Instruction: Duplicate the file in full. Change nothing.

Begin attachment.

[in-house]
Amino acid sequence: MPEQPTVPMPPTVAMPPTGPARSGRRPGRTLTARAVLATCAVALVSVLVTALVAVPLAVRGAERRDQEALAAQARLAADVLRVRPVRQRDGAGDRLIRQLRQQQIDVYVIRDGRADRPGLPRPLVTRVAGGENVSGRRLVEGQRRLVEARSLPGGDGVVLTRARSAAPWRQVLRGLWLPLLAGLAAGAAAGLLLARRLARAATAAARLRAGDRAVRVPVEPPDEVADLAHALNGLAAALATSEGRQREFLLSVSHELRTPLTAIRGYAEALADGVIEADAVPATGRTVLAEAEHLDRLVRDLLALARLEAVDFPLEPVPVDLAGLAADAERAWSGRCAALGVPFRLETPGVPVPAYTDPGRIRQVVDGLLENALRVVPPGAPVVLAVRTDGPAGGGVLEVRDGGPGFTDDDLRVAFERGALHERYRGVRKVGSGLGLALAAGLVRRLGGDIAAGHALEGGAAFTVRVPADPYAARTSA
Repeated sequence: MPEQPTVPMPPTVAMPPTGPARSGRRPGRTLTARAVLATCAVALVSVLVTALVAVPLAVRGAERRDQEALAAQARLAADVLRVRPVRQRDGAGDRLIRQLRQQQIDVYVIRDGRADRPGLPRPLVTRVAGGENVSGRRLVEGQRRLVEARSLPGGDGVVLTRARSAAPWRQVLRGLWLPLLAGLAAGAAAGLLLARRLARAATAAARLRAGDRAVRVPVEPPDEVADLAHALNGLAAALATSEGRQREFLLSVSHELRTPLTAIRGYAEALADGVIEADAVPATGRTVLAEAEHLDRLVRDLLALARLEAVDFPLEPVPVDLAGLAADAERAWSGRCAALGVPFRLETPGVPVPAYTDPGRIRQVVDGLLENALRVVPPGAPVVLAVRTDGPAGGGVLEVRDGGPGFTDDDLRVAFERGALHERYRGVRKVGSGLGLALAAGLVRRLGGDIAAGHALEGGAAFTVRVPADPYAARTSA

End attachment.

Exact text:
[in-house]
Amino acid sequence: MPEQPTVPMPPTVAMPPTGPARSGRRPGRTLTARAVLATCAVALVSVLVTALVAVPLAVRGAERRDQEALAAQARLAADVLRVRPVRQRDGAGDRLIRQLRQQQIDVYVIRDGRADRPGLPRPLVTRVAGGENVSGRRLVEGQRRLVEARSLPGGDGVVLTRARSAAPWRQVLRGLWLPLLAGLAAGAAAGLLLARRLARAATAAARLRAGDRAVRVPVEPPDEVADLAHALNGLAAALATSEGRQREFLLSVSHELRTPLTAIRGYAEALADGVIEADAVPATGRTVLAEAEHLDRLVRDLLALARLEAVDFPLEPVPVDLAGLAADAERAWSGRCAALGVPFRLETPGVPVPAYTDPGRIRQVVDGLLENALRVVPPGAPVVLAVRTDGPAGGGVLEVRDGGPGFTDDDLRVAFERGALHERYRGVRKVGSGLGLALAAGLVRRLGGDIAAGHALEGGAAFTVRVPADPYAARTSA
Repeated sequence: MPEQPTVPMPPTVAMPPTGPARSGRRPGRTLTARAVLATCAVALVSVLVTALVAVPLAVRGAERRDQEALAAQARLAADVLRVRPVRQRDGAGDRLIRQLRQQQIDVYVIRDGRADRPGLPRPLVTRVAGGENVSGRRLVEGQRRLVEARSLPGGDGVVLTRARSAAPWRQVLRGLWLPLLAGLAAGAAAGLLLARRLARAATAAARLRAGDRAVRVPVEPPDEVADLAHALNGLAAALATSEGRQREFLLSVSHELRTPLTAIRGYAEALADGVIEADAVPATGRTVLAEAEHLDRLVRDLLALARLEAVDFPLEPVPVDLAGLAADAERAWSGRCAALGVPFRLETPGVPVPAYTDPGRIRQVVDGLLENALRVVPPGAPVVLAVRTDGPAGGGVLEVRDGGPGFTDDDLRVAFERGALHERYRGVRKVGSGLGLALAAGLVRRLGGDIAAGHALEGGAAFTVRVPADPYAARTSA